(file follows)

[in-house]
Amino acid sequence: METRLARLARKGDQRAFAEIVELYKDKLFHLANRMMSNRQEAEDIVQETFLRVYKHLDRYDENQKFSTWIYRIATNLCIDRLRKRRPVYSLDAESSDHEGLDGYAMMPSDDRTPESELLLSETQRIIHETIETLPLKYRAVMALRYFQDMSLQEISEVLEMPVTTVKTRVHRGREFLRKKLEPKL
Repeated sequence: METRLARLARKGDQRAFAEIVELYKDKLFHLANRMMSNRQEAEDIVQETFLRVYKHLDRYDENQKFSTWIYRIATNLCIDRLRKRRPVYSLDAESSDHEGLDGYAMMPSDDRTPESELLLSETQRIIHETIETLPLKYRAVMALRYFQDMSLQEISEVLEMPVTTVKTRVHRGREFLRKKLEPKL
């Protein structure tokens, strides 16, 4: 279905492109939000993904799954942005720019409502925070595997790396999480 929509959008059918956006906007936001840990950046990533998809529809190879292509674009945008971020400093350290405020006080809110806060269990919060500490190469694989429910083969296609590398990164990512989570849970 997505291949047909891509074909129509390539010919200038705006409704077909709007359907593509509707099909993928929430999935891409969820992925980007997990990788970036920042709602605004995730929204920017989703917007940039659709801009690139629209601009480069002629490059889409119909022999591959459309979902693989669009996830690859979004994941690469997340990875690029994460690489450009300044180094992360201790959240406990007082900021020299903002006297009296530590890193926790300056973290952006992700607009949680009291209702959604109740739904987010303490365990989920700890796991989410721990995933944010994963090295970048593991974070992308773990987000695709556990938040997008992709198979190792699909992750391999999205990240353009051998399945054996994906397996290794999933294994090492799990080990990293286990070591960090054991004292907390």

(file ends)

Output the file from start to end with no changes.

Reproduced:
[in-house]
Amino acid sequence: METRLARLARKGDQRAFAEIVELYKDKLFHLANRMMSNRQEAEDIVQETFLRVYKHLDRYDENQKFSTWIYRIATNLCIDRLRKRRPVYSLDAESSDHEGLDGYAMMPSDDRTPESELLLSETQRIIHETIETLPLKYRAVMALRYFQDMSLQEISEVLEMPVTTVKTRVHRGREFLRKKLEPKL
Repeated sequence: METRLARLARKGDQRAFAEIVELYKDKLFHLANRMMSNRQEAEDIVQETFLRVYKHLDRYDENQKFSTWIYRIATNLCIDRLRKRRPVYSLDAESSDHEGLDGYAMMPSDDRTPESELLLSETQRIIHETIETLPLKYRAVMALRYFQDMSLQEISEVLEMPVTTVKTRVHRGREFLRKKLEPKL
């Protein structure tokens, strides 16, 4: 279905492109939000993904799954942005720019409502925070595997790396999480 929509959008059918956006906007936001840990950046990533998809529809190879292509674009945008971020400093350290405020006080809110806060269990919060500490190469694989429910083969296609590398990164990512989570849970 997505291949047909891509074909129509390539010919200038705006409704077909709007359907593509509707099909993928929430999935891409969820992925980007997990990788970036920042709602605004995730929204920017989703917007940039659709801009690139629209601009480069002629490059889409119909022999591959459309979902693989669009996830690859979004994941690469997340990875690029994460690489450009300044180094992360201790959240406990007082900021020299903002006297009296530590890193926790300056973290952006992700607009949680009291209702959604109740739904987010303490365990989920700890796991989410721990995933944010994963090295970048593991974070992308773990987000695709556990938040997008992709198979190792699909992750391999999205990240353009051998399945054996994906397996290794999933294994090492799990080990990293286990070591960090054991004292907390």